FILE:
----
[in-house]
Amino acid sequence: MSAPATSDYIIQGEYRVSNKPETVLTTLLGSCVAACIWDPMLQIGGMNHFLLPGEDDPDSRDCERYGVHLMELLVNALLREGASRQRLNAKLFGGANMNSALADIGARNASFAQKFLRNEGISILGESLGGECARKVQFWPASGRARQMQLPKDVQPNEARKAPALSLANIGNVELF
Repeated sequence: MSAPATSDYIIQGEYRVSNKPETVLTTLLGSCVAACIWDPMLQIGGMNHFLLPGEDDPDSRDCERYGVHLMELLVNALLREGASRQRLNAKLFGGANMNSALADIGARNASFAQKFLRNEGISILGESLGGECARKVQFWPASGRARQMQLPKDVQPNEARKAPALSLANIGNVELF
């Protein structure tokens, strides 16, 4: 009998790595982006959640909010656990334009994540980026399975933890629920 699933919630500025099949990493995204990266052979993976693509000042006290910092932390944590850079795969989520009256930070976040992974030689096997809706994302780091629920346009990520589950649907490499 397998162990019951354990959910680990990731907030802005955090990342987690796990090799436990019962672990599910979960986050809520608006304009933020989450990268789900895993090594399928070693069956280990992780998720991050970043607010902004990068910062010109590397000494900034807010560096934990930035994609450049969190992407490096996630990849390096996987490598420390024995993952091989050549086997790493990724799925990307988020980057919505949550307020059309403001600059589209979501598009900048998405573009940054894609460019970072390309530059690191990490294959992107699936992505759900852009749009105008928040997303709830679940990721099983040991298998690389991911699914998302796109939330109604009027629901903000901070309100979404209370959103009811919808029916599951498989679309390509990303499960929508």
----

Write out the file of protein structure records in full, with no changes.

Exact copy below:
[in-house]
Amino acid sequence: MSAPATSDYIIQGEYRVSNKPETVLTTLLGSCVAACIWDPMLQIGGMNHFLLPGEDDPDSRDCERYGVHLMELLVNALLREGASRQRLNAKLFGGANMNSALADIGARNASFAQKFLRNEGISILGESLGGECARKVQFWPASGRARQMQLPKDVQPNEARKAPALSLANIGNVELF
Repeated sequence: MSAPATSDYIIQGEYRVSNKPETVLTTLLGSCVAACIWDPMLQIGGMNHFLLPGEDDPDSRDCERYGVHLMELLVNALLREGASRQRLNAKLFGGANMNSALADIGARNASFAQKFLRNEGISILGESLGGECARKVQFWPASGRARQMQLPKDVQPNEARKAPALSLANIGNVELF
């Protein structure tokens, strides 16, 4: 009998790595982006959640909010656990334009994540980026399975933890629920 699933919630500025099949990493995204990266052979993976693509000042006290910092932390944590850079795969989520009256930070976040992974030689096997809706994302780091629920346009990520589950649907490499 397998162990019951354990959910680990990731907030802005955090990342987690796990090799436990019962672990599910979960986050809520608006304009933020989450990268789900895993090594399928070693069956280990992780998720991050970043607010902004990068910062010109590397000494900034807010560096934990930035994609450049969190992407490096996630990849390096996987490598420390024995993952091989050549086997790493990724799925990307988020980057919505949550307020059309403001600059589209979501598009900048998405573009940054894609460019970072390309530059690191990490294959992107699936992505759900852009749009105008928040997303709830679940990721099983040991298998690389991911699914998302796109939330109604009027629901903000901070309100979404209370959103009811919808029916599951498989679309390509990303499960929508």